In differential geometry and mathematical physics, a spin connection is a connection on a spinor bundle. It is induced, in a canonical manner, from the affine connection. It can also be regarded as the gauge field generated by local Lorentz transformations. In some canonical formulations of general relativity, a spin connection is defined on spatial slices and can also be regarded as the gauge field generated by local rotations.
where is the inverse matrix of is the spacetime metric and is the Minkowski metric. Here, capital letters denote the local Lorentz frame indices; Greek indices denote general coordinate indices. The spacetime metric can be expressed by
which simply expresses that , when written in terms of the basis , is locally flat.
The spin connection defines a covariant derivative on generalized tensors. For example its actin on is
where is the affine connection. The connection is said to be compatible to the vierbein if it satisfies
The spin connection is then given by:
where we have introduced the dual-vierbein satisfying and . We expect that will also annihilate the Minkowski metric ,
This implies that the connection is anti-symmetric in its internal indices, .
By substituting the formula for the affine connection written in terms of the , the spin connection can be written entirely in terms of the ,
To directly solve the compatibility condition for the spin connection , one can use the same trick that was used to solve for the affine connection . First contract the compatibility condition to give
Then, do a cyclic permutation of the free indices and , and add and subtract the three resulting equations:
where we have used the definition . The solution for the spin connection is
From this we obtain the same formula as before.
The spin connection arises in the Dirac equation when expressed in the language of curved spacetime. Specifically there are problems coupling gravity to spinor fields: there are no finite dimensional spinor representations of the general covariance group. However, there are of course spinorial representations of the Lorentz group. This fact is utilized by employing tetrad fields describing a flat tangent space at every point of spacetime. The Dirac matrices are contracted onto vierbiens,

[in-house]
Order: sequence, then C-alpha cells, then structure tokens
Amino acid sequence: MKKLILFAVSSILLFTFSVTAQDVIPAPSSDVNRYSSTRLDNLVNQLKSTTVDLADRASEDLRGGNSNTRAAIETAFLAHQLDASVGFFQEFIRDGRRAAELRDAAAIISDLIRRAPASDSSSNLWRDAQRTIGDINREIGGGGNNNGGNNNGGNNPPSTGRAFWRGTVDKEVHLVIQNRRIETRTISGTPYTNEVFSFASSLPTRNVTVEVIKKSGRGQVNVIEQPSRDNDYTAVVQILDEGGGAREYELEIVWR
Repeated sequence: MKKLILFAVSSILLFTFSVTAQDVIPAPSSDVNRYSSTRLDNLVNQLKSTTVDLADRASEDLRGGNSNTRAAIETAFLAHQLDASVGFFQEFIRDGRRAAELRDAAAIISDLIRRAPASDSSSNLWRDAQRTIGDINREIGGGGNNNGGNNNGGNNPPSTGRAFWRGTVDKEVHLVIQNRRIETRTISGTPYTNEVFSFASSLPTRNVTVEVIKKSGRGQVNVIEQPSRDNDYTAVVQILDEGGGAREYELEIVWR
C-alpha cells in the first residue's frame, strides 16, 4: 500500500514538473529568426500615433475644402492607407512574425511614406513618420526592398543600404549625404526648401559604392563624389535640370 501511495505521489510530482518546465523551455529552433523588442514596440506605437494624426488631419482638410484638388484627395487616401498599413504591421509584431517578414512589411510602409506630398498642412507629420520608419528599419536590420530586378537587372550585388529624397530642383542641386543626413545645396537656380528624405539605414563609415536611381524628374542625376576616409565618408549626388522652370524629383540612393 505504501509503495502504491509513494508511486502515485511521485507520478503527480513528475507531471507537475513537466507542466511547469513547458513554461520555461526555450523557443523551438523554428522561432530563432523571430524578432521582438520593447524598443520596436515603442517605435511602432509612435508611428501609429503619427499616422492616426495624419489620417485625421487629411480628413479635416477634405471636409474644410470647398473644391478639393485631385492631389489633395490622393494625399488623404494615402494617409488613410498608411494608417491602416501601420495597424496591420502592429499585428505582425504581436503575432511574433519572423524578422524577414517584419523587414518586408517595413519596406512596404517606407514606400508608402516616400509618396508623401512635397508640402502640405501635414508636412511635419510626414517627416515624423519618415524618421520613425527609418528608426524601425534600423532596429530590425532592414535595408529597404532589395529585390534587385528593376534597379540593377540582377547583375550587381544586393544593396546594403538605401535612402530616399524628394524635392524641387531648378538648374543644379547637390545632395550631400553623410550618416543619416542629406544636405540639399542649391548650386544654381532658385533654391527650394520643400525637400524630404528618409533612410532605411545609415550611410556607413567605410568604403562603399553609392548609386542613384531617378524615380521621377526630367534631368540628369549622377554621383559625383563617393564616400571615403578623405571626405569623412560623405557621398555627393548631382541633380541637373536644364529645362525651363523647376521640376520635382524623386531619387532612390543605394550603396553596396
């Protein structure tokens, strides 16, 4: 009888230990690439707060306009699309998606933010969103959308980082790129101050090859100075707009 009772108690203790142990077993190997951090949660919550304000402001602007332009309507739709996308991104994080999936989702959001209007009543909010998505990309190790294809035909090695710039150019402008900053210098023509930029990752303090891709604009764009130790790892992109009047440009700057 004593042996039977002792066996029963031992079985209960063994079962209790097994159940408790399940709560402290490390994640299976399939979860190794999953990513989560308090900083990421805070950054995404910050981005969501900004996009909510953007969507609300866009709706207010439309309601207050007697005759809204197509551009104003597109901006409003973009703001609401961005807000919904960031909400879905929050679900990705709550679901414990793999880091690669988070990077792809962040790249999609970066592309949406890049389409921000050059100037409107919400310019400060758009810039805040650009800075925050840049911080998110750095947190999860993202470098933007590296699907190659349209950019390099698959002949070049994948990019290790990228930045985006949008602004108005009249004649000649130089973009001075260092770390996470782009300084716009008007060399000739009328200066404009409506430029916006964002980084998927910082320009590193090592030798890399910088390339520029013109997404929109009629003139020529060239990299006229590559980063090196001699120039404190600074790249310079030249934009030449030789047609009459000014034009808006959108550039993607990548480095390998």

We wish to construct a generally covariant Dirac equation. Under a flat tangent space Lorentz transformation the spinor transforms as
We have introduced local Lorentz transformatins on flat tangent space, so is a function of space-time. This means that the partial derivative of a spinor is no longer a genuine tensor. As usual, one introduces a connection field that allows us to gauge the Lorentz group. The covariant derivative defined with the spin connection is,
and is a genuine tensor and Dirac's equation is rewritten as
The generally covariant fermion action couples fermions to gravity when added to the first order tetradic Palatini action,
where and is the curvature of the spin connection.
The tetradic Palatini formulation of general relativity which is a first order formulation of the Einstein-Hilbert action where the tetrad and the spin connection are the basic independent variables. In the 3+1 version of Palatini formulation, the information about the spatial metric, , is encoded in the triad (three dimensional, spatial version of the tetrad). Here we extend the metric compatibility condition to , that is, and we obtain a formula similar to the one given above but for the spatial spin connection .
The spatial spin connection appears in the definition of Ashtekar-Barbero variables which allows 3+1 general relativity to be rewritten as a special type of Yang-Mills gauge theory. One defines . The Ashtekar-Barbero connection variable is then defined as where and is the extrinsic curvature. With as the configuration variable, the conjugate momentum is the densitized triad . With 3+1 general relativity rewritten as a special type of Yang-Mills gauge theory, it allows the importation of non-perturbative techniques used in Quantum chromodynamics to canonical quantum general relativity.
See also 
- Ashtekar variables
- Dirac operator
- Cartan connection
- Einstein-Cartan theory
- Gamma matrices
- General relativity
- Levi-Civita connection
- Particle physics
- Quantum field theory
- Ricci calculus
- Torsion tensor
- Hehl, F.W.; von der Heyde, P.; Kerlick, G.D.; Nester, J.M. (1976), "General relativity with spin and torsion: Foundations and prospects", Rev. Mod. Phys. 48, 393.
- Kibble, T.W.B. (1961), "Lorentz invariance and the gravitational field", J. Math. Phys. 2, 212.
- Poplawski, N.J. (2009), "Spacetime and fields", arXiv:0911.0334
- Sciama, D.W. (1964), "The physical structure of general relativity", Rev. Mod. Phys. 36, 463.
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